From 3M Health Information Systems
WIFM? Engaging physicians in quality outcomes improvement
WIFM (what’s in it for me) is a common question in health care. With too many patients and not enough hours in the day, compounded by requests for additional documentation regarding medical necessity/continued need for inpatient admission, quality outcomes data can quickly fall down to the bottom of the provider’s to-do list.
Let me be clear on one thing. Providers do care about quality data and how their care is perceived, some more than others. Asking any surgeon to comment on a potential complication is fairly easy. But providers need better, more detailed information about how quality beyond operative complications impacts them and their practice of medicine. What follows is a partial list of WIFMs for providers from a quality perspective:
- Accurate reflection of the patient’s severity and risk of mortality
Risk adjusted severity and mortality supports the belief that “my patients are really sick” and helps explain why some patients did not stay the usual length of time or expired during this stay. It also justifies a patient still needing to be inpatient and not ready for discharge due to additional diagnoses or complexity of their conditions.
- Justifies the inpatient status of a patient
The complete list of conditions that must be treated emergently or intensively in this stay and utilized to determine the need for inpatient care can decrease the likelihood of medical necessity denials.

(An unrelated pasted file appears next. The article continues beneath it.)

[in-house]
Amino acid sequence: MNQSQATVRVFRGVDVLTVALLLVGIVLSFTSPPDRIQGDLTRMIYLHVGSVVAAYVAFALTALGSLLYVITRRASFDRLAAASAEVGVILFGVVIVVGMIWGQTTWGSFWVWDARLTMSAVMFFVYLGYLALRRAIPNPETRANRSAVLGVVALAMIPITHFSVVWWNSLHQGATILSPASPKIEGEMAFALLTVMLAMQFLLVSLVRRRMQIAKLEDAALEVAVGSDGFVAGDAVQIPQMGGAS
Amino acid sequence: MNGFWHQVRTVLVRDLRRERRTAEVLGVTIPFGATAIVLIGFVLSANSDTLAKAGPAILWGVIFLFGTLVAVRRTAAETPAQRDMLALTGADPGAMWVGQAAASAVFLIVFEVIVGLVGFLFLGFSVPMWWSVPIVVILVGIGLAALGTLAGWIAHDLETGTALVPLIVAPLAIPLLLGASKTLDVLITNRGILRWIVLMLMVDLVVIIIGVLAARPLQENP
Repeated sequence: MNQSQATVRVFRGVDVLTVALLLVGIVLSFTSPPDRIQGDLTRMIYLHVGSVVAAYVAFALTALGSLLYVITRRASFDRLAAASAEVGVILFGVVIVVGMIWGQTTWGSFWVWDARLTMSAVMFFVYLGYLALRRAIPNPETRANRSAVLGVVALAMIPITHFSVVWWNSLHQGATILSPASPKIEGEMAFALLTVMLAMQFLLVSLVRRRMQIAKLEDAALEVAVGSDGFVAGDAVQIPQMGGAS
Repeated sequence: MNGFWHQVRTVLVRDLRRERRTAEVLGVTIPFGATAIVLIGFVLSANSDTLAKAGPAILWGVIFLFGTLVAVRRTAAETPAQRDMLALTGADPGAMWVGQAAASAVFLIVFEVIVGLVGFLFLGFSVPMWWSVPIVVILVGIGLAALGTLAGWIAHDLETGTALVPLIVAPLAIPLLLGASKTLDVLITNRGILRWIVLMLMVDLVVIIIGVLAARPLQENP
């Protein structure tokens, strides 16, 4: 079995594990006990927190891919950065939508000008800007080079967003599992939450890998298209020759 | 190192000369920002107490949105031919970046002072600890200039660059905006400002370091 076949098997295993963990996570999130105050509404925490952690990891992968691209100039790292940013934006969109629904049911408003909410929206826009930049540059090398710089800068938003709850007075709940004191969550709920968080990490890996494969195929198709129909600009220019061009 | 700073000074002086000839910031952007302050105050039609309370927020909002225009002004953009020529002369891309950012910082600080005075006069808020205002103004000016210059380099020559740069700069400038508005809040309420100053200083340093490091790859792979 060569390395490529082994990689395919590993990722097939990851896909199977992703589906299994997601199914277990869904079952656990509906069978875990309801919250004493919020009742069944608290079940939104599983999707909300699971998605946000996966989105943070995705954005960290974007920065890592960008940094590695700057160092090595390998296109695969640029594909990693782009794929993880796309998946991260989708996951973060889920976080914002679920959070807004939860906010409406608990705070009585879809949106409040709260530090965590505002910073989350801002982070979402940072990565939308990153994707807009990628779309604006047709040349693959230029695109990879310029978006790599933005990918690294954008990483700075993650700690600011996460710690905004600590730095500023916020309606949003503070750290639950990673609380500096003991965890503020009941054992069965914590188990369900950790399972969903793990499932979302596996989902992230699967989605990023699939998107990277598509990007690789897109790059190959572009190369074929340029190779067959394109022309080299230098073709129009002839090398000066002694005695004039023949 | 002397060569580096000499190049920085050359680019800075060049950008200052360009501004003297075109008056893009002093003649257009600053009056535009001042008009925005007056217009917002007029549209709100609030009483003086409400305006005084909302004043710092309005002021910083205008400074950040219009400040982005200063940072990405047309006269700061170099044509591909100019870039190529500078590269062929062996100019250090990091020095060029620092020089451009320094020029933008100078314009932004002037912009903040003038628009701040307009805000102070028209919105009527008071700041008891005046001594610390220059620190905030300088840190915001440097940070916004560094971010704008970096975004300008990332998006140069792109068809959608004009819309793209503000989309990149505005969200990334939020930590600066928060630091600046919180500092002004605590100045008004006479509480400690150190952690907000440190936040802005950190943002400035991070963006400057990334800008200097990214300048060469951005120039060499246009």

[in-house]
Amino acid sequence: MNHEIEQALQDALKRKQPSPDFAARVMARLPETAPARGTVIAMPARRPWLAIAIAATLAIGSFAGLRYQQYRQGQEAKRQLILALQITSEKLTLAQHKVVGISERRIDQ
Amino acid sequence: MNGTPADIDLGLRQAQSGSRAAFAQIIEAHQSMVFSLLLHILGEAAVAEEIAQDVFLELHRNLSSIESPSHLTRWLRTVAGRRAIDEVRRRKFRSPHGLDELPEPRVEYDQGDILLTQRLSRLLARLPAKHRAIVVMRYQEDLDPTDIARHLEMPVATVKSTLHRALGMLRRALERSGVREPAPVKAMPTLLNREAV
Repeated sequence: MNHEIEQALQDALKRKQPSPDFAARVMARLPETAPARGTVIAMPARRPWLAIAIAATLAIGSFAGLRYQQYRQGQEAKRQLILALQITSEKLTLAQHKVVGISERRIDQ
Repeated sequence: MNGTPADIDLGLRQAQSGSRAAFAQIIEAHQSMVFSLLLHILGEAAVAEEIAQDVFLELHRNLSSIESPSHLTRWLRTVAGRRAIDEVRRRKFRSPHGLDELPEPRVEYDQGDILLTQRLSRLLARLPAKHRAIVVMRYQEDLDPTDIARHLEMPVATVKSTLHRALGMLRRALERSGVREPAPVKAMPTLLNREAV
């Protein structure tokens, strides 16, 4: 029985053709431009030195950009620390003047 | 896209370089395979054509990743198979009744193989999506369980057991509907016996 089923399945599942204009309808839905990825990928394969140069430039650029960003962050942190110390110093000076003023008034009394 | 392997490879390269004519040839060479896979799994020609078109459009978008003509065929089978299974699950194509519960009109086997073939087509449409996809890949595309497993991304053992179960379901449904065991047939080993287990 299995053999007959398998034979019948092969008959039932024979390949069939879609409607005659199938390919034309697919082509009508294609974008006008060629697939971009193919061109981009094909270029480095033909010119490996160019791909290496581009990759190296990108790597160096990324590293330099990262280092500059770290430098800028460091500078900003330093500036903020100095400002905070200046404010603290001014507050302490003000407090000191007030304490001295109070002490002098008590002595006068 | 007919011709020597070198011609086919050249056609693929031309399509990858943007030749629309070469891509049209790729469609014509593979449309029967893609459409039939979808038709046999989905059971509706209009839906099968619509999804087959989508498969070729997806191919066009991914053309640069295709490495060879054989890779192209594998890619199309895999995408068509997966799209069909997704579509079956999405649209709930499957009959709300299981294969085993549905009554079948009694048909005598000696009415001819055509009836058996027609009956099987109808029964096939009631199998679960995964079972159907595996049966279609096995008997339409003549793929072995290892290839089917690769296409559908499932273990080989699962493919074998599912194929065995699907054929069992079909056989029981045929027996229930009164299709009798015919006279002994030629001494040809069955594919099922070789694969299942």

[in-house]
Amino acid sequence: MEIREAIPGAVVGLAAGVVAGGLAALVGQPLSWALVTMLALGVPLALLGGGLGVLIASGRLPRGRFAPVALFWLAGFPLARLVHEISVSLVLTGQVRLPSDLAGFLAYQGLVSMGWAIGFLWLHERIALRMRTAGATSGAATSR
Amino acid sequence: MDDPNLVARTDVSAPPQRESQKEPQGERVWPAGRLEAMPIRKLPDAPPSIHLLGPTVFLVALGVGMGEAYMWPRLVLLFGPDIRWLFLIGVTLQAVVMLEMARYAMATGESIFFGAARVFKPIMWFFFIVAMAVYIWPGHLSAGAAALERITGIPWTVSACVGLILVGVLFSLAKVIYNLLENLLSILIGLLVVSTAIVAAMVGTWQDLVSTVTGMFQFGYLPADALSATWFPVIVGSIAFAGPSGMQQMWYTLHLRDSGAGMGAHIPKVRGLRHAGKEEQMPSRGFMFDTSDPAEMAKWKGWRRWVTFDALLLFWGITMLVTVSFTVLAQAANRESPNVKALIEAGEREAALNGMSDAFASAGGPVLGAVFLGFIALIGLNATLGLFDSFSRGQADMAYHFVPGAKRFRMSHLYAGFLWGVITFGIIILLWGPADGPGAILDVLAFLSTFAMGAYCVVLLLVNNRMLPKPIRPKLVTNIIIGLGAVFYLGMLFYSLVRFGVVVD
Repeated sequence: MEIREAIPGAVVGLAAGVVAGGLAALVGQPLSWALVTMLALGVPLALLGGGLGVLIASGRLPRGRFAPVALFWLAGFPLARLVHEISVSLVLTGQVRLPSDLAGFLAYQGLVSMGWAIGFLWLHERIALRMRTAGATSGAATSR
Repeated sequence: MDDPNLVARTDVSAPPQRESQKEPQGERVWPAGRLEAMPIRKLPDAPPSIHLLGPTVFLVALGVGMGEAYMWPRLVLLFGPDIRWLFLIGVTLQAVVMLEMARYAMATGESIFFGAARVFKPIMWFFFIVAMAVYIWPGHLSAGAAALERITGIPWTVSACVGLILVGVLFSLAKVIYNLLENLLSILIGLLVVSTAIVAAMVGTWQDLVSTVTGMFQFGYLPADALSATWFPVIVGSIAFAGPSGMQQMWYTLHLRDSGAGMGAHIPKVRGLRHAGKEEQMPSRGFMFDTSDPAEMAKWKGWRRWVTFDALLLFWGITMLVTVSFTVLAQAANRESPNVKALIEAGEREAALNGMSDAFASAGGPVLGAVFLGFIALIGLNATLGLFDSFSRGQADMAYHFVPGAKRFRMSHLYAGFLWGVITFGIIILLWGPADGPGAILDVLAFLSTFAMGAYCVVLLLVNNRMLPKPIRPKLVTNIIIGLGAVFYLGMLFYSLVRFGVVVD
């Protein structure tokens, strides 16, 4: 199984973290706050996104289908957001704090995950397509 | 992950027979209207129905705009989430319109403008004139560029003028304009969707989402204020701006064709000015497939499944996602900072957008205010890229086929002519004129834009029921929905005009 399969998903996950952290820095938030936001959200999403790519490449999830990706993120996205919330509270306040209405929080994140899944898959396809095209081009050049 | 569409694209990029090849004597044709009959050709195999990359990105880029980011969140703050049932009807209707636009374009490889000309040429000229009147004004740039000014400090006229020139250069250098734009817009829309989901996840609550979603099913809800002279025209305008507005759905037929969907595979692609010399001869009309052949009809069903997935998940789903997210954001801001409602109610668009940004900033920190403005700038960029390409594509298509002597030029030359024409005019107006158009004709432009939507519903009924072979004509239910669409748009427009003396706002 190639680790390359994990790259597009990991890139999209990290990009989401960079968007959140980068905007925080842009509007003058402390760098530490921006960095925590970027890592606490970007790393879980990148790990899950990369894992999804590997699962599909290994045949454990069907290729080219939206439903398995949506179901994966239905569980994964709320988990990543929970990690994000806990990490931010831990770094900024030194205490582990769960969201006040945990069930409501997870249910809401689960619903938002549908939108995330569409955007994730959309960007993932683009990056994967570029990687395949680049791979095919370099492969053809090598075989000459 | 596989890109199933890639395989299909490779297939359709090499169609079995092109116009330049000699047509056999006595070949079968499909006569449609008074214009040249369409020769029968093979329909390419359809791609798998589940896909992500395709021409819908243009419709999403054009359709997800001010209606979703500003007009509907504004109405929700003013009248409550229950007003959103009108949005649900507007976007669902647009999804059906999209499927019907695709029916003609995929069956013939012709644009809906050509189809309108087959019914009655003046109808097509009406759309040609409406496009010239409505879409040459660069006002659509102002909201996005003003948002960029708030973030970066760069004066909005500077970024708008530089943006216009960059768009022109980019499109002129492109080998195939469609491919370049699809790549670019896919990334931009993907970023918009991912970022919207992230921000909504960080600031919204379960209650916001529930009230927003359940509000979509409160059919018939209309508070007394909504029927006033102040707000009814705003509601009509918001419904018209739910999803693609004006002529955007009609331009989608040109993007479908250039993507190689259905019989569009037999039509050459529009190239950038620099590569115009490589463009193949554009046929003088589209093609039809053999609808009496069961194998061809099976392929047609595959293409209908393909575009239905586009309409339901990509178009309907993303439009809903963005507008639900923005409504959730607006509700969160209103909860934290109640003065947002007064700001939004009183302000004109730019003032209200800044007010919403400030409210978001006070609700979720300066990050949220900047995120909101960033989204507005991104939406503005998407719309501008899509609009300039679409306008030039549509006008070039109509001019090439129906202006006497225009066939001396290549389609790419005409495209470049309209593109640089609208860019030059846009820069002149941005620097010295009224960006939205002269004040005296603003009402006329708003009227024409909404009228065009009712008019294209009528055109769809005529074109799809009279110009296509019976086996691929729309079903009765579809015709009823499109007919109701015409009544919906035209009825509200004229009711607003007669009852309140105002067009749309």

- Justifies all of the resources expended caring for a patient
Proving the provider and the institution are good stewards of resources to both commercial and government payers (e.g. spending per beneficiary) is essential, as this is now a portion of many metrics including value-based purchasing.
- Accurate quality profile for the institution
Having an accurate institutional scorecard supports the provider choosing to practice at their institution. Whether they like it or not, the provider’s assessed quality of care is linked to the institution at which they provide the most care. This can be advantageous or disadvantageous to a provider.
- Accurate reimbursement for the provider
With the transition from fee-for-service to value-based care, accurate documentation supports quality outcomes reporting and hence, appropriate reimbursement through physician quality databases such as PRQS.
Many external audits now include assessment of evaluation and management (E&M) bills for inpatient visits to ensure that the hospital record’s documentation supports the E&M level claim submitted by the provider. If there appears to be a mismatch between the severity of illness in the medical record and the E&M level submitted, the professional fee claim may be denied or recouped.
6. Most importantly, an accurate story
The medical record viewed by all providers and caregivers in various healthcare realms provides a complete picture of what occurred during the stay and how the patient was cared for to ensure appropriate follow up items are completed and that appropriate medications and treatments/therapies are continued.
Of course, there is a great deal of provider frustration in that quality metrics do not always align with each other. For example, the Society of Thoracic Surgeons’ list of complications is very different than that of the Orthopedic or Trauma Registry databases and they are definitely different than those of CMS, Healthgrades, and U.S. News & World Reports. So providers are often conflicted as to which metrics to attend to and which set of scores to “believe.” Being honest with providers about the nuances and differences in each profiling system is the first step. The second step is convincing them of the WIFM. Only at that point can an honest discussion about improving quality outcomes occur.
Cheryl Manchenton is a Senior Inpatient Consultant and Project Manager for 3M Health Information Systems.
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